Did you have a favorite spot on campus, and what did you like about it?
I had a few! One was the Union Theological Seminary’s Burke Library, which remains a little-known secret, just far enough from the main campus to stay discrete and uncrowded. The library’s main reading room is spacious, with Gothic windows, but I actually preferred the nondescript second floor, where I could almost count on getting a six-person table all to myself. What’s more, there’s a divider between every table, creating the sense of personal alcoves, so I was able to snack, power nap, even practice lines out loud for a theater scene without bothering others or feeling self-conscious. The Master Control room at WKCR was another fave place. I spent many a morning, afternoon and night there from freshman through junior years programming classical music shows, including the most-cool Saturday Night at the Opera. Despite the stress I sometimes felt ensuring a smooth run on air and attending to protocol, there was something so peaceful and rewarding about sitting in Master Control, listening to classical music and knowing that my curated program was being appreciated by others in the tri-state area.
My favorite exterior spot has to be where I decided to spend part of my last night/morning at Columbia: the left buttress of Low Library’s portico, overlooking the campus toward Butler. I’d made it a point to finish all my packing by dawn so I could take in the campus one last time, just as I had as a child, only now before all the hustle and bustle. Quiet, composed, humble yet dignified, Columbia, I swear, changed colors as the sky did, from dark to glowing blue, with tinges of pinks to purples, and the windows of Butler and John Jay reflecting gold as the sun rose higher, until the sky was finally bright. It was magical, and in that hour, I honestly felt that I had never seen anything more beautiful. My time had finally come to bid this place goodbye, but with new tears pouring down my face, I realized that I’d just discovered Columbia all over again.
What, if anything, about your College experience would you do over?
My immediate response is “nothing,” since I feel I had a very fulfilling college experience, with all the expected and unexpected highs and lows. In hindsight, you’re probably doing something wrong if you don’t hit several handfuls of difficult times throughout your Columbia career. Maybe it’s clichéd and easy to claim in retrospect, but from my own experience, I really did find that I learned most from the hardest times, not only about how to pull through academically, but also things about myself on deeper levels than I’d discovered or had to dig through before: my values, outlook on life, inner rhythm and innate resources (intellectual, emotional, psychological, maybe even spiritual). So I wouldn’t necessarily do anything over, especially since I owe the best decision I made at Columbia — and the best outcome — to the biggest curveball I was thrown, at the beginning of my last semester: a problem with my playwriting thesis that led to my decision to write a second playwriting thesis, under the guidance of my dear professor Hana Worthen.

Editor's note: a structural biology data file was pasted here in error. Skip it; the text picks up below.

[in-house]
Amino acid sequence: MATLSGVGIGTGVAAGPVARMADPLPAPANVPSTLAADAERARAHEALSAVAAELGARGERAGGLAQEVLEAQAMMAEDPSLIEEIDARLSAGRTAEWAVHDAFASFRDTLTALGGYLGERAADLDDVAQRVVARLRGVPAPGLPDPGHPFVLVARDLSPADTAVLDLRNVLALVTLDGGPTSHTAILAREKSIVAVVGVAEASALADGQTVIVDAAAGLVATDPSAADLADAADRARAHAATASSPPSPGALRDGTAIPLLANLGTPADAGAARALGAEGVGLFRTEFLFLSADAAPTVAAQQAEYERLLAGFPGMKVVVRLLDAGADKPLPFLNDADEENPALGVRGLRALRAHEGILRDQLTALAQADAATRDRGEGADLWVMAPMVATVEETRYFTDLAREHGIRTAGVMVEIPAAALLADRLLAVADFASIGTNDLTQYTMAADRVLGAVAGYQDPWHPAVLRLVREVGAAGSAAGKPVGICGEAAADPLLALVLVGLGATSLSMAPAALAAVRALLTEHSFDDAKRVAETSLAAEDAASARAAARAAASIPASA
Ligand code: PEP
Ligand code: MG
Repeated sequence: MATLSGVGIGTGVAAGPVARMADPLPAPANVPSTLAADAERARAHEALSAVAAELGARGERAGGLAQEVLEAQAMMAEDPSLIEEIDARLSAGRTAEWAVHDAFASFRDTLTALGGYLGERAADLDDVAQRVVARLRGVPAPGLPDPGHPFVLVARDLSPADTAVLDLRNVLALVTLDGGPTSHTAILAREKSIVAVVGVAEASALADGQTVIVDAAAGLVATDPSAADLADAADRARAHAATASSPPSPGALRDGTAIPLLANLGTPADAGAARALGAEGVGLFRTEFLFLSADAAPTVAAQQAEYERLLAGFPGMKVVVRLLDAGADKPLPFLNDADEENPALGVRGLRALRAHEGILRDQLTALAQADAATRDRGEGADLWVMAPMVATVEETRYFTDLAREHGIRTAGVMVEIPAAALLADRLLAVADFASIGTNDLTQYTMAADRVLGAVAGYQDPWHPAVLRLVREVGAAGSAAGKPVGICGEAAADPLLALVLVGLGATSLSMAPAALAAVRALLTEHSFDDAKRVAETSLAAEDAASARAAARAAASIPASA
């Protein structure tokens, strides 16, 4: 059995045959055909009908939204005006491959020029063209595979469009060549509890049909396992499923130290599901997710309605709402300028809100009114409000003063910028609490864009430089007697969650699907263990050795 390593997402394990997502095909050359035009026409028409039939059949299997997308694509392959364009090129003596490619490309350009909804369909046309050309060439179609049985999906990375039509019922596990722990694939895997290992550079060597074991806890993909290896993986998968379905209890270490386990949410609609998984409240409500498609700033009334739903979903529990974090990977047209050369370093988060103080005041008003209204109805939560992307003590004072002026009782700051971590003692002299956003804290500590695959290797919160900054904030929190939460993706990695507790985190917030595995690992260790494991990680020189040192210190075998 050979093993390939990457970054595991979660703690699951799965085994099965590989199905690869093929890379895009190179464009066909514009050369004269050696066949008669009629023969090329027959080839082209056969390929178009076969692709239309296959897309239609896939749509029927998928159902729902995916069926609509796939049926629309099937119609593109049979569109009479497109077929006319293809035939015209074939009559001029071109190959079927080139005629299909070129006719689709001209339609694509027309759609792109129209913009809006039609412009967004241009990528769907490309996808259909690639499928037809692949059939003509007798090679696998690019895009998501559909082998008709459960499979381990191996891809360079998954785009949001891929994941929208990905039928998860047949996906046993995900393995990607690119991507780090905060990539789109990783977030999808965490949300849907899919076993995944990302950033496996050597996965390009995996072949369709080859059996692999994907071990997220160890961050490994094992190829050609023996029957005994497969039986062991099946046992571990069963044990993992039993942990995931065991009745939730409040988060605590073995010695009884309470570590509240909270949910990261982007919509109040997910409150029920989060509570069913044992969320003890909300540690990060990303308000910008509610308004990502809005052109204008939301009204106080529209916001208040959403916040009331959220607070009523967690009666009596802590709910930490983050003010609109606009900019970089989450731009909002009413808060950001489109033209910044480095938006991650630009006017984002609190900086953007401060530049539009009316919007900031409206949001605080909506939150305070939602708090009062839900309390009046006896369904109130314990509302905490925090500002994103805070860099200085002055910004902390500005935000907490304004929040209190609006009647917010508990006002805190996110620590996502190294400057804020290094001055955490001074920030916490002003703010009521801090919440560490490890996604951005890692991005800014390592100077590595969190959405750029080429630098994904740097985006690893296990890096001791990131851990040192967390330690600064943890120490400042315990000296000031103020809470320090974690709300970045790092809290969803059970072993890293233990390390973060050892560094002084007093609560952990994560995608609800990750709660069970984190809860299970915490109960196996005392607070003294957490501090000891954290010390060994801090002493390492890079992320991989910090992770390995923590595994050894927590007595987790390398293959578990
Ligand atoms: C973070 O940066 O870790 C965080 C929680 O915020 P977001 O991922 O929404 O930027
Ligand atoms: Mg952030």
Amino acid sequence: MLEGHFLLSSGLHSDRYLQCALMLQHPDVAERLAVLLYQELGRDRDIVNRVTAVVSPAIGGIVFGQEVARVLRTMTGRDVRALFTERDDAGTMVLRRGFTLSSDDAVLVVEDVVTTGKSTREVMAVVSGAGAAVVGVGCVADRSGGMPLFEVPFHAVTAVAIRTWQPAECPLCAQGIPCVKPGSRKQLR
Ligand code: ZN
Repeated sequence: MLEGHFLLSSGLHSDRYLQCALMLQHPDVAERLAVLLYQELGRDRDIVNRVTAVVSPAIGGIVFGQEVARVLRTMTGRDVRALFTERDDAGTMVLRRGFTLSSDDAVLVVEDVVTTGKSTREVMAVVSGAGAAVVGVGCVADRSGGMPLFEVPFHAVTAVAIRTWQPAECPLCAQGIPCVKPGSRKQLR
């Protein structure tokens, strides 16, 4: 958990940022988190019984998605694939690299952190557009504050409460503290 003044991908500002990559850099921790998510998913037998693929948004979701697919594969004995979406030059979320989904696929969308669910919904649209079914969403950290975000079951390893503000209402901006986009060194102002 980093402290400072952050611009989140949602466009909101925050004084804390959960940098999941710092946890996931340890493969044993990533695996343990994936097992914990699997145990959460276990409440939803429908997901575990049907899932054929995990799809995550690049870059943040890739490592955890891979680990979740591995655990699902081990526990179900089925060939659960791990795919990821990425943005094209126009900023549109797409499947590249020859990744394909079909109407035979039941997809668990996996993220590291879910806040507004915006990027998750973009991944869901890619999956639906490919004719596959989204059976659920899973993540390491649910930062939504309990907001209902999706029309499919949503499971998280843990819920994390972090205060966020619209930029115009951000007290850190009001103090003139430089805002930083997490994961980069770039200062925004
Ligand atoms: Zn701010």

Then again, certain advice and wisdom internalized at the onset might’ve lightened the pressure, surprise and/or regret I sometimes felt, e.g.: It’s useless comparing yourself to others because it’ll always be apples to oranges, so don’t worry about what others are doing and don’t be jealous; instead, use what you admire in others to inspire you. There are only 24 hours in the day, so the more you take on, the less time there’ll be to focus on any one thing. Trust your approach: quality before quantity. Enjoy essays, they’re like puzzles — and leave time to edit! Everyone works at their own pace, so embrace yours. Weaknesses are never weaknesses, but simply areas that can be improved. Take advantage of office hours. It’s OK to ask for help. Accept mentors. Treasure each day — the four years go by quickly. Chillax — in the big picture, you’ve got time. Be a good friend, and good friends will come to you (but don’t be shocked if someone has truer colors to reveal). Be there for others. Take things, including yourself, a little less seriously. Laugh. Work hard, but also make room for play!